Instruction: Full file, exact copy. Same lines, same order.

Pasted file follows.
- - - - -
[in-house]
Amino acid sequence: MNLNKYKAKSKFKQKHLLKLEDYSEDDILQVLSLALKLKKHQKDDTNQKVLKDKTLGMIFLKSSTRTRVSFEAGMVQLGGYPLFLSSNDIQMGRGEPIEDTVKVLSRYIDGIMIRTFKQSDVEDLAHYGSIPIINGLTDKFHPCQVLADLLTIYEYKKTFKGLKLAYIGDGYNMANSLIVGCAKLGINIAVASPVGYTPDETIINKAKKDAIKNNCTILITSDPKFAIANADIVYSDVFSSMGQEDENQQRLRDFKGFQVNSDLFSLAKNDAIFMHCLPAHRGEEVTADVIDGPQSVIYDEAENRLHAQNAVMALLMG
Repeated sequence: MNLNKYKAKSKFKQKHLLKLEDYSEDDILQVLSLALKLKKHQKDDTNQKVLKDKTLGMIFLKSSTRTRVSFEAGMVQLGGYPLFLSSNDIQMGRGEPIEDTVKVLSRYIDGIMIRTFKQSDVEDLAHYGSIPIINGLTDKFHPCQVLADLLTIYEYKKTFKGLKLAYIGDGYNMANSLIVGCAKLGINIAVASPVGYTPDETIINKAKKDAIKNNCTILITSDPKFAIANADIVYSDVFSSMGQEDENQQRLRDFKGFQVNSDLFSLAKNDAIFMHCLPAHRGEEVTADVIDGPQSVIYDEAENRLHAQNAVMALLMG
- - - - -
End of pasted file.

[in-house]
Amino acid sequence: MNLNKYKAKSKFKQKHLLKLEDYSEDDILQVLSLALKLKKHQKDDTNQKVLKDKTLGMIFLKSSTRTRVSFEAGMVQLGGYPLFLSSNDIQMGRGEPIEDTVKVLSRYIDGIMIRTFKQSDVEDLAHYGSIPIINGLTDKFHPCQVLADLLTIYEYKKTFKGLKLAYIGDGYNMANSLIVGCAKLGINIAVASPVGYTPDETIINKAKKDAIKNNCTILITSDPKFAIANADIVYSDVFSSMGQEDENQQRLRDFKGFQVNSDLFSLAKNDAIFMHCLPAHRGEEVTADVIDGPQSVIYDEAENRLHAQNAVMALLMG
Repeated sequence: MNLNKYKAKSKFKQKHLLKLEDYSEDDILQVLSLALKLKKHQKDDTNQKVLKDKTLGMIFLKSSTRTRVSFEAGMVQLGGYPLFLSSNDIQMGRGEPIEDTVKVLSRYIDGIMIRTFKQSDVEDLAHYGSIPIINGLTDKFHPCQVLADLLTIYEYKKTFKGLKLAYIGDGYNMANSLIVGCAKLGINIAVASPVGYTPDETIINKAKKDAIKNNCTILITSDPKFAIANADIVYSDVFSSMGQEDENQQRLRDFKGFQVNSDLFSLAKNDAIFMHCLPAHRGEEVTADVIDGPQSVIYDEAENRLHAQNAVMALLMG